A transcendent tale of a woman's self-discovery—the New York Times–bestselling second work of fiction by the author of The Secret Life of Bees and the forthcoming novel The Book of Longings
Inside the church of a Benedictine monastery on Egret Island, just off the coast of South Carolina, resides a beautiful and mysterious chair ornately carved with mermaids and dedicated to a saint who, legend claims, was a mermaid before her conversion.
When Jessie Sullivan is summoned home to the island to cope with her eccentric mother’s seemingly inexplicable behavior, she is living a conventional life with her husband, Hugh, a life “molded to the smallest space possible.” Jessie loves Hugh, but once on the island, she finds herself drawn to Brother Thomas, a monk about to take his final vows. Amid a rich community of unforgettable island women and the exotic beauty of marshlands, tidal creeks, and majestic egrets, Jessie grapples with the tension of desire and the struggle to deny it, with a freedom that feels overwhelmingly right, and with the immutable force of home and marriage.
Is the power of the mermaid chair only a myth? Or will it alter the course of Jessie’s life? What happens will unlock the roots of her mother’s tormented past, but most of all, it will allow Jessie to discover selfhood and a place of belonging as she explores the thin line between the spiritual and the erotic.
Jessie Sullivan, the protagonist of this rewarding second novel by the author of the bestselling Secret Life of Bees, is awakened by a shrilling phone late one night to horrifying news: her mother, who has never recovered from her husband Joe's death 33 years earlier, has chopped off her own finger with a cleaver. Frantic with worry, and apprehensive at the thought of returning to the small island where she grew up in the shadow of her beloved father's death and her mother's fanatical Catholicism, 42-year-old Jessie gets on the next plane, leaving behind her psychiatrist husband, Hugh, and college-age daughter, Dee. On tiny Egret Island, off the coast of South Carolina, Jessie tries to care for her mother, Nelle, who is not particularly eager to be taken care of. Jessie gets help from Nelle's best friends, feisty shopkeeper Kat and Hepzibah, a dignified chronicler of slave history. To complicate matters, Jessie finds herself strangely relieved to be free of a husband she loves and wildly attracted to Brother Thomas, n Whit O'Conner, a junior monk at the island's secluded Benedictine monastery. Confusing as the present may be, the past is rearing its head, and Jessie, who has never understood why her mother is still distraught by Joe's death, begins to suspect that she's keeping a terrible secret. Writing from the perspective of conflicted, discontented Jessie, Kidd achieves a bold intensity and complexity that wasn't possible in The Secret Life of Bees, narrated by teenage Lily. Jessie's efforts to cope with marital stagnation; Whit's crisis of faith; and Nelle's tormented reckoning with the past will resonate with many readers. This emotionally rich novel, full of sultry, magical descriptions of life in the South, is sure to be another hit for Kidd.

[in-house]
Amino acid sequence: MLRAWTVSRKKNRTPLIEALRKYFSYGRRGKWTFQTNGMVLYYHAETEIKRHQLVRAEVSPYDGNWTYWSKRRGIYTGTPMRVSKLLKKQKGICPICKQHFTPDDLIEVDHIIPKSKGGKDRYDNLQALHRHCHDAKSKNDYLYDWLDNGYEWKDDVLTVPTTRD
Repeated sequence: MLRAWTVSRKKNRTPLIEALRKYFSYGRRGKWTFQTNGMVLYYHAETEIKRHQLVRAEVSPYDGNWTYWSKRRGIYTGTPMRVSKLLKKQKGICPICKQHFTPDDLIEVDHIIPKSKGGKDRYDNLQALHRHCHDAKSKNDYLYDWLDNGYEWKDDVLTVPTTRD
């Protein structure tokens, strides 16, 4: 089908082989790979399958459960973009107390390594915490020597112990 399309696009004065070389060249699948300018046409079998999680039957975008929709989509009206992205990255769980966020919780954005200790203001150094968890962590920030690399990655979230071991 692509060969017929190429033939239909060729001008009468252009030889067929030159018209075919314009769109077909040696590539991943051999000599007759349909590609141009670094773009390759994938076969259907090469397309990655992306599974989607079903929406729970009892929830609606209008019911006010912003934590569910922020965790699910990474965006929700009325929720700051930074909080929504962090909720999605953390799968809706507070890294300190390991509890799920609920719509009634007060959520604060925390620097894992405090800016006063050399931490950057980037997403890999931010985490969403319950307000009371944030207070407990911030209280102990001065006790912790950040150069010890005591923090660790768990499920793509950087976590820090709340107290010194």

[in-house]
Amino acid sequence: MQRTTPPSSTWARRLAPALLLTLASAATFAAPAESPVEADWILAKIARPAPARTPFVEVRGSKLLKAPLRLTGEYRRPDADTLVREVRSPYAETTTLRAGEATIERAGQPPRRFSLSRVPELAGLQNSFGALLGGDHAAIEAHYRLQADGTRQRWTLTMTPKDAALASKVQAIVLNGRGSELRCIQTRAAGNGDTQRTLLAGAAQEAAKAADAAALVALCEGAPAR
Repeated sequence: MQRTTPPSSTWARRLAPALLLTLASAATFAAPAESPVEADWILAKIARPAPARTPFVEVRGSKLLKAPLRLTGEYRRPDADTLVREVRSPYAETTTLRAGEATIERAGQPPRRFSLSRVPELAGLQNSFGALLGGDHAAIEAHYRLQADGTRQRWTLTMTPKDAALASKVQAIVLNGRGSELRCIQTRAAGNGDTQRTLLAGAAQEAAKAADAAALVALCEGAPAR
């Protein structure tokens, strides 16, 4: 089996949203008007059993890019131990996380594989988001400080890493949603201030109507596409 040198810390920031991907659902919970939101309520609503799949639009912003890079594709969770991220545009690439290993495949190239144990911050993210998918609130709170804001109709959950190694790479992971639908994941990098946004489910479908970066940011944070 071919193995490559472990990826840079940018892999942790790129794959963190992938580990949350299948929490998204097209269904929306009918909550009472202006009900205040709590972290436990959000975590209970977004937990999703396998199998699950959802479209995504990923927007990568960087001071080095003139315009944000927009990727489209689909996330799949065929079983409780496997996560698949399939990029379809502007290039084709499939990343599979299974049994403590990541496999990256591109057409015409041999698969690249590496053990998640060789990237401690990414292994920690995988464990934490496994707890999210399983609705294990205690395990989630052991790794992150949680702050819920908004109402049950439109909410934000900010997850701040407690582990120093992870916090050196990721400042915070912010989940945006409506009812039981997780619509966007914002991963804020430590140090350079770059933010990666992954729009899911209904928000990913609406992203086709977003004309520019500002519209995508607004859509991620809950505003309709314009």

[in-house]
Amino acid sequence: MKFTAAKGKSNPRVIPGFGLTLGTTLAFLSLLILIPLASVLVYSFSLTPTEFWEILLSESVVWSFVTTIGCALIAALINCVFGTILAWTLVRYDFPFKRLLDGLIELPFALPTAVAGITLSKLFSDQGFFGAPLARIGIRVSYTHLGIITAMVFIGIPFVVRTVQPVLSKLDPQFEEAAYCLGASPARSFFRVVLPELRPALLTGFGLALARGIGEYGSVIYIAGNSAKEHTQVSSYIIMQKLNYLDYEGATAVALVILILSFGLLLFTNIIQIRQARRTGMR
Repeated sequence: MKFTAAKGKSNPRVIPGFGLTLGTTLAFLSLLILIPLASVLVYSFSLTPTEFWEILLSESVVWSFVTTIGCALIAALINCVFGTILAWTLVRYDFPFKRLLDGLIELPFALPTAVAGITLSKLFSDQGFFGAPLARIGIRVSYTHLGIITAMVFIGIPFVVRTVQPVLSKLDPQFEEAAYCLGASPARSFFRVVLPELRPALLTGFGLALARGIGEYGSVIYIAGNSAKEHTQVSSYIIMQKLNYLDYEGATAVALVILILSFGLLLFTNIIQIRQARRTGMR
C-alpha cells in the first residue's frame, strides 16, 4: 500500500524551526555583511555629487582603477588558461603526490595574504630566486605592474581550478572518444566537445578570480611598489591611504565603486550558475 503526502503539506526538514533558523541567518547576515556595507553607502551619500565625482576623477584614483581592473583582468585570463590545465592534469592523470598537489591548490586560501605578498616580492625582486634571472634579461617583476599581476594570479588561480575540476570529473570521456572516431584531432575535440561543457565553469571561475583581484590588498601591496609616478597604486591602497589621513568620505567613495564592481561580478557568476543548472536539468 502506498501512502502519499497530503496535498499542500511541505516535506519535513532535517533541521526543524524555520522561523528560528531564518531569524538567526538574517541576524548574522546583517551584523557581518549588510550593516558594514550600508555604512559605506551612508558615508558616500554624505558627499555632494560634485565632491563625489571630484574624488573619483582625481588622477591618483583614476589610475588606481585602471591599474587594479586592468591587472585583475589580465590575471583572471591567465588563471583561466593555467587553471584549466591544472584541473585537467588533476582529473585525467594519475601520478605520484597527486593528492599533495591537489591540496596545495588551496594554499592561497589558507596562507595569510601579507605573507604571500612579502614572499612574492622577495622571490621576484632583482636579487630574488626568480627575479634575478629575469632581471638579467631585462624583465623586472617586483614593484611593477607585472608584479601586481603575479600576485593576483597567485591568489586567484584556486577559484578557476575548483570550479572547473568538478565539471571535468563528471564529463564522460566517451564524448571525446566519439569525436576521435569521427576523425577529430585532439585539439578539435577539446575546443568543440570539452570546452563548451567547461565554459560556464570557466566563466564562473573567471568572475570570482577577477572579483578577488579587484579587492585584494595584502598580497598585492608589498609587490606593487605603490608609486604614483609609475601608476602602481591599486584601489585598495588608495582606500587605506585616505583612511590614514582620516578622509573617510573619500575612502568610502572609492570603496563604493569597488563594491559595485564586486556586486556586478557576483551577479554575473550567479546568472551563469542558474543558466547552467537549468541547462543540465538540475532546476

The Mermaid Chair
Sue Monk Kidd delivers another beautiful story written with such deep understanding of the human psyche you feel as if she has read your mind. This novels weaves the the symbolism of the Roman Catholic religion along with the mystique of African slaves to the mystery of love among and between people. It will linger in your heart.